At a recent BFPG event in Exeter, after a senior foreign office official had presented an impassioned case for the UK being a force for good in the world, one audience member sharply responded, ‘What right do we have to talk about being a force for good on the very day the UK Government admitted its responsibility for human rights abuses against a Libyan dissident and his wife?’.
It is a fair question. Indeed, the UK Government has now been forced to apologise to Mr Belhaj (said dissident) and his wife. Why? Because a recent legal case against the Government has very publicly proved just how badly the couple was treated.
The irony is that by so publicly submitting to the rule of law, our Government allows its faults to be highlighted. Most other governments would have found a way to keep the issue hidden.
In these circumstances how helpful is it for the UK to champion human rights, when openness only attracts criticism?
This tough question is worth asking, because after decades when it seemed that the march of progress was on our side, and the liberal interpretation of “rights” was spreading around the world, liberal values are now out of fashion. Emerging and revanchist powers – China and Russia in particular – are undermining key aspects of the liberal international order.
In the face of this, the key international governance institutions are showing ever more signs of stress, and the first indications of failure. The UN security Council is paralysed. The World Trade Organisation is increasingly beset by claim and counter claim. The IMF is being challenged by the Asia Infrastructure Investment Bank, set up specifically by China to provide an alternative financing model with more Asian control.
To make things even worse, this is all taking place in a context of massive global cultural and technological change. People around the world are connected like never before – and respect for institutions, authority and governments is waning.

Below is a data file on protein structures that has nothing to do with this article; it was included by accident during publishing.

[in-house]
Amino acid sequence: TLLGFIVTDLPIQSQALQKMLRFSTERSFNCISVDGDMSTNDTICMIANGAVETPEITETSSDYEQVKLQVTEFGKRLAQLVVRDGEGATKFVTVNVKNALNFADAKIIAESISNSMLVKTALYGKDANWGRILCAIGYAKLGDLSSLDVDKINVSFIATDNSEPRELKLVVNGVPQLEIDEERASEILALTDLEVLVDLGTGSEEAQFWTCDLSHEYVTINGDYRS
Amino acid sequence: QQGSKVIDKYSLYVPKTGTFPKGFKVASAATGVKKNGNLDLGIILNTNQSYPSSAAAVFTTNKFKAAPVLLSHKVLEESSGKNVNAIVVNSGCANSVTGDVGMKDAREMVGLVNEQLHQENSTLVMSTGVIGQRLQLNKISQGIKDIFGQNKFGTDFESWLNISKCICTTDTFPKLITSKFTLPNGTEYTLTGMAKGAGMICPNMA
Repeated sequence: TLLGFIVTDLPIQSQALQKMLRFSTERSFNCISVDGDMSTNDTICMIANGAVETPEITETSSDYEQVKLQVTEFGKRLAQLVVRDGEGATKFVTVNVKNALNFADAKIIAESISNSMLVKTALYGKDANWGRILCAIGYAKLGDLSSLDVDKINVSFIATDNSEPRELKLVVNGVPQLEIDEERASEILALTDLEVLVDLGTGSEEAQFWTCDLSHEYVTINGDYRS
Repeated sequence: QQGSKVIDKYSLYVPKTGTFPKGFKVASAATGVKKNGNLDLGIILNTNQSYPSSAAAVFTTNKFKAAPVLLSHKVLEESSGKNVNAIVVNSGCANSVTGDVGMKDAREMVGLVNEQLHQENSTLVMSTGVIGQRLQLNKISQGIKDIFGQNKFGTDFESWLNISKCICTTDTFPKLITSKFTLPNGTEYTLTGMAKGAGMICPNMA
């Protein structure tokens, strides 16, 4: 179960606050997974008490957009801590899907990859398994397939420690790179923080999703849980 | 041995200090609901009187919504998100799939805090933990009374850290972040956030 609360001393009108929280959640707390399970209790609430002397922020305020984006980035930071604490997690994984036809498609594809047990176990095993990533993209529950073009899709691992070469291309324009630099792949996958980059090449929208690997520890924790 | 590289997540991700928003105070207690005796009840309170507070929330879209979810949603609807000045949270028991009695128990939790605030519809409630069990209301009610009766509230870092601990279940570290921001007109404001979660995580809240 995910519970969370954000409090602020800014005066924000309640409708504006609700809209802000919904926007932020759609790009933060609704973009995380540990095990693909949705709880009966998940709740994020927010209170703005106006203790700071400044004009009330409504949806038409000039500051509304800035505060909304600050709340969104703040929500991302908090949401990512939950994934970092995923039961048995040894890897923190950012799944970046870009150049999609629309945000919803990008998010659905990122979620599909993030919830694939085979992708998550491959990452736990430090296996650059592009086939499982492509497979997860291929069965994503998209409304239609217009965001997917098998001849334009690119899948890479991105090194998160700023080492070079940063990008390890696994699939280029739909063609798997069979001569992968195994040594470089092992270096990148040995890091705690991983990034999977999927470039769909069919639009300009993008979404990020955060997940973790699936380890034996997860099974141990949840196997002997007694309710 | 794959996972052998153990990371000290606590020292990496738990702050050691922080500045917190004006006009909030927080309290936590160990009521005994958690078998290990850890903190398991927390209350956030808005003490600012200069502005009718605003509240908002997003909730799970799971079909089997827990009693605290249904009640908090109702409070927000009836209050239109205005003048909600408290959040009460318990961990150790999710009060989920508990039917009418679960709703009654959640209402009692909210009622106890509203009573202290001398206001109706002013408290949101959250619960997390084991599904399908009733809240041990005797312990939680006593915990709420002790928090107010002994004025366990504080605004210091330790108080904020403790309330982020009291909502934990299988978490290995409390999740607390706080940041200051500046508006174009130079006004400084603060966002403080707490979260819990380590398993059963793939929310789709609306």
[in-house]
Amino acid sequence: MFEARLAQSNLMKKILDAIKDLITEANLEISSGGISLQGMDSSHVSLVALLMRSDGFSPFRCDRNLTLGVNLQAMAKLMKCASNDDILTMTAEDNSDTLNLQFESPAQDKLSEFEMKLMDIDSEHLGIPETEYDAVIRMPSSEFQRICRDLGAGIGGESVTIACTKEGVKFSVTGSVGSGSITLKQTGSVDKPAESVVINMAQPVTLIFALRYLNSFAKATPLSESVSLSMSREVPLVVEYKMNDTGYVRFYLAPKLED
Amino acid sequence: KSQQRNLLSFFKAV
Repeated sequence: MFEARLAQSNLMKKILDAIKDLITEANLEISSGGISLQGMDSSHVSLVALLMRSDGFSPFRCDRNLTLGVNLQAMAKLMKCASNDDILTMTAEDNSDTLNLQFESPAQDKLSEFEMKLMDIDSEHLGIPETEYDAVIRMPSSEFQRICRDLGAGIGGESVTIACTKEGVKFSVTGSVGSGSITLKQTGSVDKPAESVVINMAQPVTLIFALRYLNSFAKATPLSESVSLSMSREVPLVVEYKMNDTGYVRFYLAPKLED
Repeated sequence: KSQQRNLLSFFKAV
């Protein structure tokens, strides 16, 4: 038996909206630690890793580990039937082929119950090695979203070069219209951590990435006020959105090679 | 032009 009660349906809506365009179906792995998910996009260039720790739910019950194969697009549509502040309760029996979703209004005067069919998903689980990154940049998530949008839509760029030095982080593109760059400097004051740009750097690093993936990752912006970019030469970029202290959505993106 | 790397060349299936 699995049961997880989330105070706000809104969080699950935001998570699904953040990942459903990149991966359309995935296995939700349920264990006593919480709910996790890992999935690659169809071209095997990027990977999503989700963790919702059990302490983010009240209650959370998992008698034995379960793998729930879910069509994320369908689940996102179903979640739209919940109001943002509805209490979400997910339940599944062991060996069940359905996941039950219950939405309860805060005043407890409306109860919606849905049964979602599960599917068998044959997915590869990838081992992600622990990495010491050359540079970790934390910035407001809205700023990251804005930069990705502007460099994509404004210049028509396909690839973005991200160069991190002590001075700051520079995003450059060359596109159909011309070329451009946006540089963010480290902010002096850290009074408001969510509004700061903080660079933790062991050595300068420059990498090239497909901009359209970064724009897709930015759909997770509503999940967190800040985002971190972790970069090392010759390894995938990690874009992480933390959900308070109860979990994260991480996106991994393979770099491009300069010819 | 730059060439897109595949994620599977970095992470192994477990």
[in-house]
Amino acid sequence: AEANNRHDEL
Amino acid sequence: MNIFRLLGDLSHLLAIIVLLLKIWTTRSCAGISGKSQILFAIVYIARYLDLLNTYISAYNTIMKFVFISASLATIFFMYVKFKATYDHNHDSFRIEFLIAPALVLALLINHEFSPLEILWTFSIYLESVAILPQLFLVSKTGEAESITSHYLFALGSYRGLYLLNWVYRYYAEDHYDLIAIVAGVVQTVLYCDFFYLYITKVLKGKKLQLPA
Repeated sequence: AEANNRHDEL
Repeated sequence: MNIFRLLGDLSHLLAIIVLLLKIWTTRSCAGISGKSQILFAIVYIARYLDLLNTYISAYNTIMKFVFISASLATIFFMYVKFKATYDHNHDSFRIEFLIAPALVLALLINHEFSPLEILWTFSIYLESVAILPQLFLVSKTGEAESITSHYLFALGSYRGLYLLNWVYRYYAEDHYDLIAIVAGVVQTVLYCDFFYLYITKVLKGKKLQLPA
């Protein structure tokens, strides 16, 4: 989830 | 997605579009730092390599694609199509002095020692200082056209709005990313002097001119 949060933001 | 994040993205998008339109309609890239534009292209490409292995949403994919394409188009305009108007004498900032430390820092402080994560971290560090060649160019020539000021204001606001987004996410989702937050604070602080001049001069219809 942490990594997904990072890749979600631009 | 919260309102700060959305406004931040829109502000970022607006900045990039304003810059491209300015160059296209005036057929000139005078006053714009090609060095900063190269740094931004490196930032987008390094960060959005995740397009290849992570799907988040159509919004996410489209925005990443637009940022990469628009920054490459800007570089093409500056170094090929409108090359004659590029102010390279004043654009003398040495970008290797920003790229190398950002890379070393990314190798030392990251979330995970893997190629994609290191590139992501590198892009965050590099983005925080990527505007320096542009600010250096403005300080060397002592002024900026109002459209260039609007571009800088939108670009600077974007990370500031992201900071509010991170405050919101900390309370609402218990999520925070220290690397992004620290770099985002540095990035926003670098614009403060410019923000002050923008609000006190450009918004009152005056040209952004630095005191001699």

When faced with so much cynicism, is it not fair to ask whether there is actually any point in the UK trying to champion human rights globally? Particularly when our circumstances demand an ever-fiercer focus on trade and economic growth, often in partnership with countries that do not share our values in whole or in part, and in competition with economic powers that are very ready to do what whatever it takes to make the deal. Surely our values leave us fighting for our economic future with one arm, of not two, tied behind our back?
Perhaps part of the answer to this weary cynicism lies in leaving London and talking to people in different parts of the UK about our place in the world. Away from the overwrought Brexit fevered Whitehall village, the BFPG’s regional events on our place in the world suggest there is indeed a frustration with the UK’s foreign policy. It is often seen not to serve interests outside London adequately.
Yet at the same time there is a growing determination to develop stronger international trade links, between large regional and devolved authorities across the UK and their counterparts overseas. The interests of these UK regional communities is fiercely practical – with a focus on trade and skills – but with very specific regional concerns in different parts of the county, whether it be the importance of the maritime trade in Southampton, or of Chinese investment in Yorkshire.
But underlying it all is an understated but tenacious belief in treating people fairly, and the power of fairness to deliver the relationships and deals that will support the growing ambitions of our great cities, regions and devolved administrations. That sense of fairness ultimately translates into a desire to treat others as we would be treated – with dignity, with respect, and with Rights.
So tempting as it may be to slide down the route of least resistance, and to give in to the growing cynicism, our regional events suggest there is another way, and one which with the right leadership, vision and engagement could help revitalise Britain’s confidence and global impact.
What’s more, a strong and consistent international stand on fairness and human rights can attract and command the support and loyalty in the way that only truly principled leadership can do – both from our own citizens, but also globally. But we need to be sharper and bolder in stating this and not be afraid to admit our shortcomings.
Ultimately, championing human rights – whatever the cost to our reputation – is the surest way to create a ‘Global Britain’ that wins hearts and minds and delivers the prosperity and security we need in an increasingly uncertain and turbulent age.
Tom Cargill is Executive Director of the British Foreign Policy Group